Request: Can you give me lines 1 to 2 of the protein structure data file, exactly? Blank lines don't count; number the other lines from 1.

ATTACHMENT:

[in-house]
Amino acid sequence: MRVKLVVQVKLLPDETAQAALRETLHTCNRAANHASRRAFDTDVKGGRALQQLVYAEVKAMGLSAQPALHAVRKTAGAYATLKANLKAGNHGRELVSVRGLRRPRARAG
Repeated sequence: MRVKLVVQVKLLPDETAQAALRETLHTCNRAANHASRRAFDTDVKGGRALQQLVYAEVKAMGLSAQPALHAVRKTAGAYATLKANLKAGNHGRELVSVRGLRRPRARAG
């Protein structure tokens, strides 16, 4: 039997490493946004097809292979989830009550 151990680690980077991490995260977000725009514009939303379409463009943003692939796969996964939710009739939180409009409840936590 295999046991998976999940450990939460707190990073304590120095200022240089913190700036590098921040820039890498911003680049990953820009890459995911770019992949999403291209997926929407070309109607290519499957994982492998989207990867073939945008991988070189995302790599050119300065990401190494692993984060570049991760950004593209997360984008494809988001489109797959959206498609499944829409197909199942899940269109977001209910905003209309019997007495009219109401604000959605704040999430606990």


[in-house]
Amino acid sequence: MRVKLVVQVKLLPDETAQAALRETLHTCNRAANHASRRAFDTDVKGGRALQQLVYAEVKAMGLSAQPALHAVRKTAGAYATLKANLKAGNHGRELVSVRGLRRPRARAG